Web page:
It is very important that you not try to compress all three emails into one.

You’ll want to. Believe me, you’ll want to. The idea of actually reaching out to your personal network and asking them to hire you or refer business owners who might hire you makes many people uncomfortable.

We don’t like showcasing our needs, and to explain that you’re available for hire looks awfully similar to a need.

We can’t possibly have needs, right? We’re mature adults. Life is swell. We’ve got it all together.

Your freelance business? Ha. You can barely keep up with the overwhelming demand! You’ve had to buy duffel bags and 55 gallon drums to catch all the cash people are throwing at you.

Except that we could all use at least one or two more kind, generous, respectful clients who never negotiate and always take our advice.

Even so, needing new clients might feel at first like revealing a weakness. We don’t like admitting faults and showing weaknesses.

  • Will admitting that you have capacity or availability for new clients hurt your reputation?
  • Shouldn’t a successful freelancer always be inundated with demand?
  • Wouldn’t prospecting for new clients be like admitting that you don’t have enough work?
  • Wouldn’t not having enough work testify against you, so to speak?
  • Shouldn’t people think you are already be too busy because the best freelancers are always already flooded with new projects?
  • And if you’re not super busy it’s because there’s not much demand for your services, and if there’s not much demand, that must mean you’re not very good?

We get caught in these defeatist loops. We think ourselves into paralysis.

As counterintuitive as it may seem, the more time you spend in your head, the less time you spend solving the problem. So here’s a reality check to cut through any mental funk:

  • For you to want or need more clients is a basic reality of being in business — not an indicator of poor performance or lack of skill.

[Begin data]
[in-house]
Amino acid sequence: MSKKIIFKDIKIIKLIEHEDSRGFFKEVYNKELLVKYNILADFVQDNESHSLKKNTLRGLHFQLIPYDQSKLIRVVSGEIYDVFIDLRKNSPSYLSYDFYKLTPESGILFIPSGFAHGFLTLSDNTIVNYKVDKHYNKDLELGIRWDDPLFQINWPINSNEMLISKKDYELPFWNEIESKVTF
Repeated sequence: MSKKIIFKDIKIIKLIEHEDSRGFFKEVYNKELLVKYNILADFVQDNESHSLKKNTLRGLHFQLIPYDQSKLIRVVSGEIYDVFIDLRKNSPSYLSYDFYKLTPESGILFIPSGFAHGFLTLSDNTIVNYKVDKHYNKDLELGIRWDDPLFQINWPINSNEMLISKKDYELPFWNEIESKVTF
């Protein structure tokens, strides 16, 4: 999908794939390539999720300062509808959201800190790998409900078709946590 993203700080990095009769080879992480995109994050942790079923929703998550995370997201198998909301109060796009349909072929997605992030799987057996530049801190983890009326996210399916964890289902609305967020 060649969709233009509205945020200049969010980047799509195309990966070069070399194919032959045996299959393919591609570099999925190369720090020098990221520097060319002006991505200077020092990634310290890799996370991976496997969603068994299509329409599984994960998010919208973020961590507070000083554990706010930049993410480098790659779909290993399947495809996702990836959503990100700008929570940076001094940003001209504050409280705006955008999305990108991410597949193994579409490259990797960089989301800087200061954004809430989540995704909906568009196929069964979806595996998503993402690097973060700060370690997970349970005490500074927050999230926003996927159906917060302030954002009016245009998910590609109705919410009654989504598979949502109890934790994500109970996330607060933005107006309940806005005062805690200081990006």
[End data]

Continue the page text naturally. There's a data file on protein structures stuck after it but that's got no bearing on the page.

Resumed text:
• Wanting more freelance clients is natural, reasonable, expected.
  • To say “I want more clients” is to say “I want to grow my business.”
  • Businesses exist to grow. In fact, most businesses want more customers most of the time.

So don’t overthink the simple outreach strategy I outlined above: Make a list, then send three emails.

Reframe it in these terms if you like:

  • Tell people what you’ve been up to.
  • Tell people how you’ve been making money.
  • Tell people how you have helped a client, how you’d like to help more clients, and what interested parties should do next.

Then, if you want bonus points, start reaching out to local businesses that obviously need what you have to offer.

For example, as a freelance writer, I can find local businesses that have crappy websites and boring web content.

I can reach out to them.

I can offer to help.

Then, try another outreach strategy. If that one doesn’t work, try another. And another. And another.

Don’t just wait for new clients to magically appear in your inbox. Go out there and get them! Patients out there need your medicine. Go give it to them.

Do you want to see examples of the three emails I mentioned?

I realize that seeing examples of the three emails I mentioned might help you write them faster.

I’m happy to share mine with you.

Click here to share your name and email address, and I’ll send you the download link for the three .txt files.